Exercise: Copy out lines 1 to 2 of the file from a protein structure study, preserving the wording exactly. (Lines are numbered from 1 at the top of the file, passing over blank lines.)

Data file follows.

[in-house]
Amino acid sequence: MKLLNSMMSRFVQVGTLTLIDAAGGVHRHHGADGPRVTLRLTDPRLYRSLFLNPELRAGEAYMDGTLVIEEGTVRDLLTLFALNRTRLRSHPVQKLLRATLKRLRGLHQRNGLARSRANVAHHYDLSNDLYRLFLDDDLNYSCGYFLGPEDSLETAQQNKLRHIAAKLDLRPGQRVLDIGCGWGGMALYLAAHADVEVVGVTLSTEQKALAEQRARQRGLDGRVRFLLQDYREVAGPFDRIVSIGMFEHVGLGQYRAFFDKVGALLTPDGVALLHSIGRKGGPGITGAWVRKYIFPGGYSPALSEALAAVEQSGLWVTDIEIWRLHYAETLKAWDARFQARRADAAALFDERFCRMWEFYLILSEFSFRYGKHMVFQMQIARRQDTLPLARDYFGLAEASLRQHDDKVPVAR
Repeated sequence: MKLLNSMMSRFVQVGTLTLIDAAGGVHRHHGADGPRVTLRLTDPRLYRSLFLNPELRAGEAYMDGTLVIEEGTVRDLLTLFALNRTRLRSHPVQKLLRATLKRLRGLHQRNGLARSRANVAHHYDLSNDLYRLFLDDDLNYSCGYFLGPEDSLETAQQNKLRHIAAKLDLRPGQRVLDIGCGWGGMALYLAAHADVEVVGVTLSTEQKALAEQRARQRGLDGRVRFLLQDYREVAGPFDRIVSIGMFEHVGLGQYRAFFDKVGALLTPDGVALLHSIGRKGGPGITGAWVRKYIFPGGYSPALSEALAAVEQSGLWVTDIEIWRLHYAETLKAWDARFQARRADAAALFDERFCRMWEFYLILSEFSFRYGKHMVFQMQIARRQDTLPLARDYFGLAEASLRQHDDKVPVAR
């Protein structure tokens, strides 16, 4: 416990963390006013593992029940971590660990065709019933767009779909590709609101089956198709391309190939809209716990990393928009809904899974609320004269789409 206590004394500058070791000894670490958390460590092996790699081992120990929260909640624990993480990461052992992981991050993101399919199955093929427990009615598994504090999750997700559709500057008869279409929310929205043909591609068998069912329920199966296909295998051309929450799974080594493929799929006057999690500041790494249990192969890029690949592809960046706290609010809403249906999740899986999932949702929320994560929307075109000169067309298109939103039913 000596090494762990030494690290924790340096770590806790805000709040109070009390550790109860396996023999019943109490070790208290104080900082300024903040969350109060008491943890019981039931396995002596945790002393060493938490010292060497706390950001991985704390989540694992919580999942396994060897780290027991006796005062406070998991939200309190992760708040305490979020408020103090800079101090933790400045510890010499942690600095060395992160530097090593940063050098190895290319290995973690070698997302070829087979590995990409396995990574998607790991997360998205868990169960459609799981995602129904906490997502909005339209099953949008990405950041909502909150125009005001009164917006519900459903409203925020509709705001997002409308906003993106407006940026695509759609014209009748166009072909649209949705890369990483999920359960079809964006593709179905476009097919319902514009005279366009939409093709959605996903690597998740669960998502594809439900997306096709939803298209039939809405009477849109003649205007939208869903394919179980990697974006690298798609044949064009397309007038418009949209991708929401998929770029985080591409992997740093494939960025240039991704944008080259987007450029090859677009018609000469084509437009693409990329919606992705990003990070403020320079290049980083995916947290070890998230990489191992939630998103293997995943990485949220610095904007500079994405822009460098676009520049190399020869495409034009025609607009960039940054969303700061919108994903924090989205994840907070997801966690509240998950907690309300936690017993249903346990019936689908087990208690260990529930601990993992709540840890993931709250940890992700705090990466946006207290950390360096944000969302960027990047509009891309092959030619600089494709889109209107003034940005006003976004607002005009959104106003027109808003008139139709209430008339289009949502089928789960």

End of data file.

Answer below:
[in-house]
Amino acid sequence: MKLLNSMMSRFVQVGTLTLIDAAGGVHRHHGADGPRVTLRLTDPRLYRSLFLNPELRAGEAYMDGTLVIEEGTVRDLLTLFALNRTRLRSHPVQKLLRATLKRLRGLHQRNGLARSRANVAHHYDLSNDLYRLFLDDDLNYSCGYFLGPEDSLETAQQNKLRHIAAKLDLRPGQRVLDIGCGWGGMALYLAAHADVEVVGVTLSTEQKALAEQRARQRGLDGRVRFLLQDYREVAGPFDRIVSIGMFEHVGLGQYRAFFDKVGALLTPDGVALLHSIGRKGGPGITGAWVRKYIFPGGYSPALSEALAAVEQSGLWVTDIEIWRLHYAETLKAWDARFQARRADAAALFDERFCRMWEFYLILSEFSFRYGKHMVFQMQIARRQDTLPLARDYFGLAEASLRQHDDKVPVAR